The chainrings should not be too hard to find used. You would need a front derailleur that can raise the chain from 34 to 49, a 15 tooth jump. The total chain wrap is 50-34+26-14=76-48, so your rear mech needs to wrap 28 teeth. But if the granny shift is good you could make this and it would give you 10 evenly spaced gears to handle all the normal road riding tasks.

Other optimizations are possible. For example, the granny can get bigger if the rear big sprocket gets bigger. If you can get a log-spaced 14-30 made by Pastor Bob, you can make teh granny a lot bigger and easier to shift. A good target might be to assume a 10 tooth jump (easy front-end up-shifting!) down from the middle ring, for a 37 tooth granny. To get the 35 gear inches you need a 14-28 in the rear. Probably the rear cluster would then be something like 14, 16, 18, 21, 24, 28. Now the main gear range is 96" down to 45" roughly. This new configuration needs a rigorous numerical check. But still, 50/47/37 and 14-16-18-21-24-28 would be a pretty decent half-step plus granny. Chain wrap is 27 teeth. I'm not sure if the 47 middle ring should still be a 47, but that is one reason to repeat the rigorous numerical evaluation.

The other half steps suggested by JohnE would also be pretty good.

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Old 02-04-20, 09:51 AM
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Originally Posted by jonwvara View Post
I'm overhauling a "beta tourer" Bianchi Randonneur--a 1984 model, I think--and I'm scratching my head over the gearing. It has a nice half-step-and granny setup in front--a 50-45-28. That 17-tooth jump from the small ring to the middle is pretty big, but tolerable. I once set up a bike that dropped from a 42 to a 24, and it was okay, although it required a light touch on the upshift.

It's the six-speed Shimano freewheel that gets me. It's a 14-15-18-20-26-32. I can't figure out how to insert the gearing chart of that setup in this post, but it makes absolutely no sense. The steps between gears are just completely random.

The product managers who specified that must have been thinking something, but what? This would have happened soon after the switch from 5-speed to 6-speed freewheels. Maybe--given that there's no good way to get a perfect half-step setup with six speeds--they just threw up their hands and said the hell with it.

I may just add a spacer and install a 14-17-21-26-32 five-speed, which is my idea of half-step perfection.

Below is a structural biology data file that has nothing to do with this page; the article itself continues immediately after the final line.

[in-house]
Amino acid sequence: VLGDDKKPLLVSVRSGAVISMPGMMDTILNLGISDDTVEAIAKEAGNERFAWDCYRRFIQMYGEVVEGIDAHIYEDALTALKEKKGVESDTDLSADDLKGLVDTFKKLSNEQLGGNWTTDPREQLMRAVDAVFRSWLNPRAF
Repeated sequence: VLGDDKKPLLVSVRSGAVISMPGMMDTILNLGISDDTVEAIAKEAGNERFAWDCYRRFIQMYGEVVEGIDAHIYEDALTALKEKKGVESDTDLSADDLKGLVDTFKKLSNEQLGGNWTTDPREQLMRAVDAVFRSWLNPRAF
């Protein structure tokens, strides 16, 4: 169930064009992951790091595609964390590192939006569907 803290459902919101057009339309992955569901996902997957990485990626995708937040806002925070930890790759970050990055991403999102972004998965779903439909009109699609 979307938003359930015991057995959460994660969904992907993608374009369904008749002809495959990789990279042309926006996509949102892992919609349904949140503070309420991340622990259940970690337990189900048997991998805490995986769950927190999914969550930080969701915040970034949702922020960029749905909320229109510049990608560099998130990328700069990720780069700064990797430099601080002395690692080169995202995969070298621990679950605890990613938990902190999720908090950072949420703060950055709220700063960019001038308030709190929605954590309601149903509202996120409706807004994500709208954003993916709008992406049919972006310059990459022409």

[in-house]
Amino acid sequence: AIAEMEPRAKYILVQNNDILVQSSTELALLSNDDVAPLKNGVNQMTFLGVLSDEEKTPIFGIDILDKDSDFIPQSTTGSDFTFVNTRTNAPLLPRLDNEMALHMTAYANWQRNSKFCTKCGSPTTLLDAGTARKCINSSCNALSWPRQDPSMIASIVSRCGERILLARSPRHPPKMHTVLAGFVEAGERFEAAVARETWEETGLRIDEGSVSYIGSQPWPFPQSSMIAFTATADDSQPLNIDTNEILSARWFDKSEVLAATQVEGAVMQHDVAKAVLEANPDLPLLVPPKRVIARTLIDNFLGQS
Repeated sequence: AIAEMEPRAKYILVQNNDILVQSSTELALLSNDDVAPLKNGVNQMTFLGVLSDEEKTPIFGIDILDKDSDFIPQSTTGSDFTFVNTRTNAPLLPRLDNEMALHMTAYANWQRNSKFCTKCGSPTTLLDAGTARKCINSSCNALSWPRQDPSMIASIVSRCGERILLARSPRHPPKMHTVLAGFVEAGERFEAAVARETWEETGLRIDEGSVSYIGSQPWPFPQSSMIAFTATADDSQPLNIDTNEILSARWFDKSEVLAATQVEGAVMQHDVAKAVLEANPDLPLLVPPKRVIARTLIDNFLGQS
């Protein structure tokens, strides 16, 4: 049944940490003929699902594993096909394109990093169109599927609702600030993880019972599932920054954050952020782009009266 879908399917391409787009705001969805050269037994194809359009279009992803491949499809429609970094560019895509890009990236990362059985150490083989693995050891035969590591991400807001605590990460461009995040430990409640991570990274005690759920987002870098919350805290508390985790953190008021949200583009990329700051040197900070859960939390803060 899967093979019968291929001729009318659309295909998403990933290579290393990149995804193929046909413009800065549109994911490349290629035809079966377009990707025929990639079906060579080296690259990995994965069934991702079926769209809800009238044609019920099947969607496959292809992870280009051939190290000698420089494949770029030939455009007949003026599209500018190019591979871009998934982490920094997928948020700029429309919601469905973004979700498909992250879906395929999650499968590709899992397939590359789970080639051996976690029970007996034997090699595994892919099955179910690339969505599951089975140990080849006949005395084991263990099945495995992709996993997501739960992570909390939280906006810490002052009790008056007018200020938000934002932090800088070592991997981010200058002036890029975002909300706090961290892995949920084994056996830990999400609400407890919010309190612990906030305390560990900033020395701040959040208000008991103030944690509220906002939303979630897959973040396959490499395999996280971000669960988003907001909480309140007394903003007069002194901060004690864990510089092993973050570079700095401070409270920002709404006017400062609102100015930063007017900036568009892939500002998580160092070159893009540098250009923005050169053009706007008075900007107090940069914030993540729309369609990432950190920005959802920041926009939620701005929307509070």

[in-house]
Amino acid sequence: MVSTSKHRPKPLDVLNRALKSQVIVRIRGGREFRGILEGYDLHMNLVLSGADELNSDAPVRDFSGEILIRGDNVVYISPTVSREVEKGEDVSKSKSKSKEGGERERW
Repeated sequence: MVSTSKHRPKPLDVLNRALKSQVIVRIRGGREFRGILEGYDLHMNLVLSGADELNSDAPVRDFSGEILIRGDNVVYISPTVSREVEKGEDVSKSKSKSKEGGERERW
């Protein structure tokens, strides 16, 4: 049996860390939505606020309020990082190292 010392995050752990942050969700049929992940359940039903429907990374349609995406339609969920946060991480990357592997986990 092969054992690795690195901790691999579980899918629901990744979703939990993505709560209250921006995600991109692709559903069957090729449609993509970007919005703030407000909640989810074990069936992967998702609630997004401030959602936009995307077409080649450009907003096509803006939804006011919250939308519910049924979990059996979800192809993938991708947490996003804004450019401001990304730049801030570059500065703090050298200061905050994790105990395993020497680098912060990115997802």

Life as a gear nerd is just one compromise and disappointment after another.
This gearing makes sense to me. I would call it "cha-cha" gearing. You get double shifts less often if you plan the gearing carefully. The shifting pattern is a bit of a rhythm. Starting at the top end, it goes like so: (büm being the front shifts and cha the rear)

cha-cha, büm-cha-cha, büm-cha-cha, büm-cha-cha, büm.cha, büm.cha, drop.
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Old 02-04-20, 10:14 AM
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Originally Posted by Ferrouscious View Post
This gearing makes sense to me. I would call it "cha-cha" gearing. You get double shifts less often if you plan the gearing carefully. The shifting pattern is a bit of a rhythm. Starting at the top end, it goes like so: (büm being the front shifts and cha the rear)

cha-cha, büm-cha-cha, büm-cha-cha, büm-cha-cha, büm.cha, büm.cha, drop.
Cha-cha gearing! Brilliant! My problem is that I was expecting cold rationalism--I was deaf to the music. I can't dance, either. And thanks for figuring out how to post the gearing chart.
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Old 02-04-20, 10:28 AM
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Originally Posted by jonwvara View Post
Serial number is CS307225.
That would be a 1983 model, as the frame was built in Japan during March 1983. Freewheel specs were same as in 1984, but the chainrings were 32-46-52T.
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Old 02-04-20, 10:34 AM
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Originally Posted by T-Mar View Post
That would be a 1983 model, as the frame was built in Japan during March 1983. Freewheel specs were same as in 1984, but the chainrings were 32-46-52T.
Thanks, T-Mar! I like the current chainring setup better than the original, and the freewheel is easily replaced.